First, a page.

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I Want My Music YouTube
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Besides cheating Viacom out of billions of dollars and providing fame and fortune to Britney Spears fans and dramatic prairie dogs, YouTube has become an excellent source for music videos.
Thanks to the 'Tube, hard-to-find classics like Donald Fagen's "New Frontier", Tom Petty's "You Don't Know How It Feels" and the Alan Parsons Project's "Don't Answer Me" are now at your fingertips. Beyond that, a huge crop of fan videos have turned up, often covering songs that never received an official video. Of course, most of these homebrews are little more than collections of pictures or snippets from TV shows and video games, all slapped together with minimal effort. But every once in a while somebody creates something original, or at least worth watching. A few are even good enough to make you wonder why they aren't on MTV (or wherever they actually play music videos nowadays). Two of my personal fan-made favorites are "Hardware Store" and "Horoscope," and I'm sure it's just a coincidence they both happen to be Weird Al songs.
So, in a quest to see what else there is to find, and not just as an excuse to waste massive amounts of time, I decided to put the digital jukebox on shuffle and then surf YouTube for some of the songs that fell out of the playlist. Here's what I rounded up.
"New Orleans Instrumental No. 1" by REM - Perhaps not surprisingly, this is a montage of New Orleans photos set to the song. According to the description, the pictures were taken in January of 2007. The city was obviously still recovering from Hurricane Katrina at the time, but these photos show the good with the bad. This is one of the better montage videos I've seen, giving the song a good visual while also proving New Orleans isn't dead yet.
"Serenade" by the Steve Miller Band - With its spacey lyrics and moody instrumentation, I figured some fan would set this to anime. I was right, and the show picked was that perennial fan favorite, "Sailor Moon." Unfortunately there isn't anything to distinguish this video from the umpteen zillion other clip videos out there. Note to aspiring music video creators: It helps to have a point behind all the clips you're gluing together, beyond just finding scenes that seem to fit whatever words are being sung at the moment. And get rid of the subtitles!
"Gold Dust Woman" by Fleetwood Mac - Another photo montage. The Native American artwork is a nice touch in that it fits the song, but the bottom line is, it's another photo montage. At least you can sing along with this one.
"Take It Back" by Pink Floyd - This is the official video. Pink Floyd only ever made two videos for MTV and VH1 consumption, "Learning to Fly" and this one. Both were directed by album cover artist extraordinaire Storm Thurgerson. They're just as surreal as his album covers, and just as mesmerizing. Seek out the Pulse concert DVD for a better copy.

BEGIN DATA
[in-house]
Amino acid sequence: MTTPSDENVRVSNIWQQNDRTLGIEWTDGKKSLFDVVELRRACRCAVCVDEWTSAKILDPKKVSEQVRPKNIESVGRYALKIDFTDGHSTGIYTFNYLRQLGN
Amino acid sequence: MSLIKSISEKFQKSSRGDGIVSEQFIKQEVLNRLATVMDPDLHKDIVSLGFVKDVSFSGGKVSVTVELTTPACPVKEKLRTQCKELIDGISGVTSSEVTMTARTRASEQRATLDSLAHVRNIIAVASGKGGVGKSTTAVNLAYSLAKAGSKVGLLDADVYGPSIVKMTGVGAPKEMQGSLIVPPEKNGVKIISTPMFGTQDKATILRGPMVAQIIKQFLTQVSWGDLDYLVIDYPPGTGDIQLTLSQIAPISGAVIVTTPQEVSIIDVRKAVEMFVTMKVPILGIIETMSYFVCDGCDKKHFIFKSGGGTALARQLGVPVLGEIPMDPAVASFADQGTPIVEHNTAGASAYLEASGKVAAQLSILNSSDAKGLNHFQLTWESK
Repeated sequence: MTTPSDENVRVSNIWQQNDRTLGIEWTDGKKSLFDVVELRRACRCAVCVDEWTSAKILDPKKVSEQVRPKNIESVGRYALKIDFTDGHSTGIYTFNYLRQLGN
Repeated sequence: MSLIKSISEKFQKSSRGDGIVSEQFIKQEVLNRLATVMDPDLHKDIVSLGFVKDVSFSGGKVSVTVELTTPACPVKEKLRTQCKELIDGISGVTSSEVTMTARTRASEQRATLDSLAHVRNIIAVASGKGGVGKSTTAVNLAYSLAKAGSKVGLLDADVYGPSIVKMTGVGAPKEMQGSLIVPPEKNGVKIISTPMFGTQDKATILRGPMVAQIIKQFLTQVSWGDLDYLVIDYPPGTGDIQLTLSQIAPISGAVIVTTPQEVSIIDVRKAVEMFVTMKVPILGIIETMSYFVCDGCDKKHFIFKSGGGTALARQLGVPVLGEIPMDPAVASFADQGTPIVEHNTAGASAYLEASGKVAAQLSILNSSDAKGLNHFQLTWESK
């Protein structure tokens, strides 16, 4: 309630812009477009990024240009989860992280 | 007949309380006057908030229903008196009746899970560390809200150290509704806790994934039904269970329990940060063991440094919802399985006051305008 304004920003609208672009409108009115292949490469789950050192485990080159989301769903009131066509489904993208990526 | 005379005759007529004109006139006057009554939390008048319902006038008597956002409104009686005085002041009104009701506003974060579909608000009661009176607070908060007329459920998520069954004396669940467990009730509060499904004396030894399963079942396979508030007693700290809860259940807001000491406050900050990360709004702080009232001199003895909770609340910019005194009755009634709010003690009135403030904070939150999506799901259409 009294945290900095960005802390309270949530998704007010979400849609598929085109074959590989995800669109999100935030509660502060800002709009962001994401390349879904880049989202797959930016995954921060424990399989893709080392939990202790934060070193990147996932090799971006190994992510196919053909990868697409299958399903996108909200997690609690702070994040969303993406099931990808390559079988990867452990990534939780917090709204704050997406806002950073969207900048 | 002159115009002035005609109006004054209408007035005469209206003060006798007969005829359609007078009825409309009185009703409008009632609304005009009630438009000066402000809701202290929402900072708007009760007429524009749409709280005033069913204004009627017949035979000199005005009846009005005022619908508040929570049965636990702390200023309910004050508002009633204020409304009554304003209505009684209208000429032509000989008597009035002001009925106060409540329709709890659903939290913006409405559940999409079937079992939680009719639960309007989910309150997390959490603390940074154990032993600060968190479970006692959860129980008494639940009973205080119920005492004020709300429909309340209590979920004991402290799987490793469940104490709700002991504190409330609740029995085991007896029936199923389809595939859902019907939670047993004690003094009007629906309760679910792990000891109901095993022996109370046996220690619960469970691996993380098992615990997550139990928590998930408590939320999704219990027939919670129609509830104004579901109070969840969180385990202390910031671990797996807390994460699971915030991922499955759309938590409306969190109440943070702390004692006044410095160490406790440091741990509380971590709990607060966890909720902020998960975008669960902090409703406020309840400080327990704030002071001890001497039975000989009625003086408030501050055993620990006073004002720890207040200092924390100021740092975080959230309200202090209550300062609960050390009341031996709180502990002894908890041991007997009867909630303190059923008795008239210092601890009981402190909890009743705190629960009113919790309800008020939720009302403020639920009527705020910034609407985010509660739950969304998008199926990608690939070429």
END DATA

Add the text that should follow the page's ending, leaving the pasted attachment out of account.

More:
"Boom Shack-a-Lak" by Apache Indian - Also the official video. This is one of those silly songs you can't help but like, but I had never seen the video before now. I guess I didn't miss much.
"Dancing with Myself" by Bily Idol - This is one of those rare home-made videos that actually has original content and even a decent amount of effort put into the production. I can't say there's anything too memorable here, but it's certainly no worse than a lot of what passed for music videos in the early '80s. The song cuts could have been a bit cleaner, though.
"Wonderous Stories" by Yes - Aside from a ton of concert clips and one "video" that showed nothigng but the album cover for four minutes, the only thing of note I found was this Cadillac commercial. Apparently even Yes songs can sell cars... but Cadillacs?
"Message" by Vangelis - I was mildly surprised to find anything at all for this song. This photo montage has an interesting idea, combining a religious message with the search for messages from outer space. Somebody should turn this idea into a "real" music video.
"Shepherd Moons" by Enya - New Age music meets New Age imagery. The computer-assisted animation puts this one a cut above the usual photo montages, but I'm afraid it's all been done before.
"Brave" by Nicole Nordeman - Another video put together with anime clips. However, unlike the video to "Serenade," this one actually has a theme to tie everything together. The clips come from "Naruto," and focus on the character Hinata and her pursuit of Naruto. While the video does change the song's intent -- what was reverence to God becomes a vow to get the guy -- it also proves that even clip collections and photo montages can make good videos if you just put a little effort into them, and give them a story to tell. Even so, while there is a thin line between fair and good, there is still a very thick line between good and great. There is only so much you can do with material that wasn't made for the song, and once again the original show's subtitles are a bit distracting. This a pretty good clip nonetheless, and it was a nice coda to this little endeavor. Darned if that last scene didn't actually tug at the heart strings a bit.
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